Undergraduate.com is quite valuable, and the domain name has been sold publicly at least twice before. NameBio shows two public sales records:

  • $22,000 via Sedo in May of 2011
  • $22,301 via NameJet in March of 2014

Once the domain name drops and is caught by a third party, the domain name creation date will reflect its 2018 registration.

At the present time, I can see that there

Laurie Krick Announces Retirement

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If you’re a NameJet customer, it’s quite likely you’ve worked with Laurie Krick. In her role as Director of Business Services at NameJet, Laurie has primarily worked with NameJet sellers. Her role expanded beyond that though, and she played an integral role in customer care for the auction platform. Whenever I had any type of technical issue at NameJet or an issue related to domain names I won at NameJet, Laurie was the person I turned to to get it resolved.

This morning, Laurie announced her upcoming retirement in a note to NameJet sellers:

Great.com: Why Erik Bergman Spent $900,000 to Buy It

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The second largest domain name sale of 2018 (to date) is the $900,000 sale of Great.com. The domain name was bought by a tech entrepreneur named Erik Bergman at this year’s NamesCon live domain name auction on NameJet. Erik reached out to me discuss why he spent nearly seven figures on Great.com and to let me know how Great.com will be used by him.

Erik is an online entrepreneur who built a large business with a focus on affiliate marketing. His specialty has been SEO, conversion optimization, and email marketing, all of which help make someone make money through the affiliate channel. He co-founded a company called Catena Media, and Erik told me he and his partner took the company public in 2015. Erik did very well financially from the public offering, and this is what spurred him to think about charity and helping others. It is with this in mind that Erik acquired Great.com.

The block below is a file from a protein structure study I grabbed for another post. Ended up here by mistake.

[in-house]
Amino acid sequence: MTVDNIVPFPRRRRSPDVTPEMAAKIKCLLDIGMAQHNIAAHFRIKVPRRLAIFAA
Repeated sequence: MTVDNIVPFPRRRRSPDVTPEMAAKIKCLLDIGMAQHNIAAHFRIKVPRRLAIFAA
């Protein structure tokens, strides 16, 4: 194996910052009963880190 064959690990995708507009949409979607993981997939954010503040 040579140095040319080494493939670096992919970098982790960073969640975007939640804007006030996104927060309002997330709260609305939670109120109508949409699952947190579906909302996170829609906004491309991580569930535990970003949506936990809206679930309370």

According to Erik, Great.com will be a commercial endeavor with the goal of giving away all of the proceeds to charitable causes. Here’s what Erik told me about how Great.com will be used:

2018 NamesCon Auction “Remix” on NameJet

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The other day, I realized that NameJet still had the NamesCon link in its header, and now I know why. NameJet is re-auctioning a large group of domain names that did not sell during the NamesCon live or silent auction.

According to an email I received from NameJet announcing this “NamesCon 2018 Remix,” there is a secondary auction made up of unsold NamesCon auction domain names. Many of the reserve prices have been lowered by their owners to help induce a sale. People who kept their backorders for auctions likely noticed the domain names coming up for sale again, but others may wish to take another look to see if the reduced reserve prices make some of the domain names more interesting.

Some of the better domain names that are coming up for auction again include the following: